Kate Feng feng1 at bnl.gov
Wed Mar 2 22:05:19 UTC 2005

Conclusion :

Done!  Eveyone will be  happy.   Thanks to all  for clearing  the
confusion.  I will  add :

#define  MaxPCIbridgePerBandwidth  8      /* Did not figure out a better name yet */

to the  bsp.h of mvme5500.  Thus I  can use the original PCI API.

"chris at chriscaudle.org" wrote:

> > Imagine that one application has  five devices on PCI0.  One day, it requires to
> > hot adding   two more  PCI devices while the system has
> > been serving  for three months.  However, the application can not
> > disturb any other devices on PCI1 - at least for the prebuilt 1GHZ
> > network.  What is the new bus number for the two added devices
> > based on the original proposal  ?
> Maybe I don't understand exactly what you are asking, but it is as simple as seems, then the two added devices have the same bus number as the other five devices on the PCI0 bridge.  All devices on a single bus segment have the same bus number.
> If one of the cards installed has a bridge, then the secondary devices on that card have a higher bus number.  If there are no other busses in the system, all devices on PCI0 would probably have bus number 0, all devices on PCI1 would have bus number 1, and if you added a device that contained a bridge onto the bus segment from PCI0, it would be assigned bus number 2.

Maybe a better example is to look at Peter Default's drawing for his system :
(P.S. : Thanks for the drawing)

MVME5500 PCI diagram
             |     11,-,-,-
             |          8,9,10,11
             +-PMCSLOT1 IDSEL B(0/7/0)
             |                   |           12,13,14,15
             |                   |
             |                   +-DEC21150BR(1/4/0)-+-PMCSPAN1(2/2/0)
             |                                       |          14,15,12,13
             |                                       |
             |                                       +-PMCSPAN2(2/3/0)
             |                                       |          15,12,13,14
             |                                       |
             |                                       +-PMCSPAN3(2/4/0)
             |                                       |          12,13,14,15
             |                                       |
             |                                       +-PMCSPAN4(2/5/0)
             |                                                  13,14,15,12
             +-PMCSLOT2 IDSEL B(0/7/0)
             +-10/100/1000 Ether(0/10/0)  /* 1GHZ network */

Till suggested :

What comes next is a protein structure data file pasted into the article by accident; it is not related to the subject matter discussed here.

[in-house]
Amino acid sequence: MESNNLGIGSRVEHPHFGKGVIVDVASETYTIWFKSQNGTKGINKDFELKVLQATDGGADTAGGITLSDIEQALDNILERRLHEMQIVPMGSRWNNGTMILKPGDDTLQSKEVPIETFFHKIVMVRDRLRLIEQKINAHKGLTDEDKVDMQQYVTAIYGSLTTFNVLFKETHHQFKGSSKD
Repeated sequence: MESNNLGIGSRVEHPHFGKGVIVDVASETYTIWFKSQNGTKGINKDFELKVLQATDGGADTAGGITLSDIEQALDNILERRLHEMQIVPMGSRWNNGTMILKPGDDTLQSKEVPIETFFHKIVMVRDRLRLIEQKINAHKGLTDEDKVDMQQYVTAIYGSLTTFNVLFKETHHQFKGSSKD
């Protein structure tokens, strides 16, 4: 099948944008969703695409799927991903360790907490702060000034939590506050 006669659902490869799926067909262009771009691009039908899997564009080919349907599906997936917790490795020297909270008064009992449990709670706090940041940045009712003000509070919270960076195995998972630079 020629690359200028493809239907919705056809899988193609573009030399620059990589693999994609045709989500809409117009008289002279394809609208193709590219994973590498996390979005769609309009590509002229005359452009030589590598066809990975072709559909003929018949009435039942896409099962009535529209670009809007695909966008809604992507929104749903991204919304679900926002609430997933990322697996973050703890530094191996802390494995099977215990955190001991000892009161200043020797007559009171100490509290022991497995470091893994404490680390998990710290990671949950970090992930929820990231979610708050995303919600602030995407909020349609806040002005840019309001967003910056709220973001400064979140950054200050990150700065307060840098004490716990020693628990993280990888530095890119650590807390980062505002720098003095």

>pci_read_config_byte(unchar bus, unchar dev, unchar func, unchar offset)
>int peer;
>if ( bus>= ucMaxPCIBus)
>   return -1;
>for (peer=0; peer_subordinates[peer] < bus; peer++)
>  bus -= peer_subordinates[peer];

Based on this proposal,  if the DEC21150BR is not presented :

the ucMaxPCIBus should return 2.
The bus  number for the 1 GHZ network will be 1.

Later on , a hot added DEC21150BR is needed, what bus number will it be ?
Based on the propsal, the 1GHZ network  should be  reconfigured to be 3.
However, let's say the 1GHZ network is a device the application does not
want to disturb during the hot change.   Thus  Gregory  suggested :

> Assign a range of bus numbers to each tree so the bridges can be
> reconfigured as necessary.

OK.  I  decided that eight seems to be enough for my architecture to
allow the reconfiguration of the PCI bridges.

However, in your   previous E-mail, you wrote :

>That may be acceptable for one particular current hardware implementation, but is completely unacceptable for
>general use.
>Once you transition to PCI-X it is common to have one bus segment per connector so that you can run at the
>maximum data rate (133M transfers/s, or 266M if you use the dual rate variant).  PCI Express systems will have
>similar issues, because that architecture is inherently point to point and relies on switches.  The switches
>create multiple bus segments and look to the software like multiple PCI-PCI bridges.
>Some of the large servers I work on have 64 or more bus segments.  Those systems typically run a general purpose
>OS rather than a real time OS, but it seems unnecessarily limiting to design an API into the RTOS or even into
> the BSP which is known to be far below the architectural limitations of the bus.

Thus, you can tune your own value of the  MaxPCIbridgePerBandwidth
in your bsp.h.

How does that sound ?

Thanks to all  including Peter Siddons,

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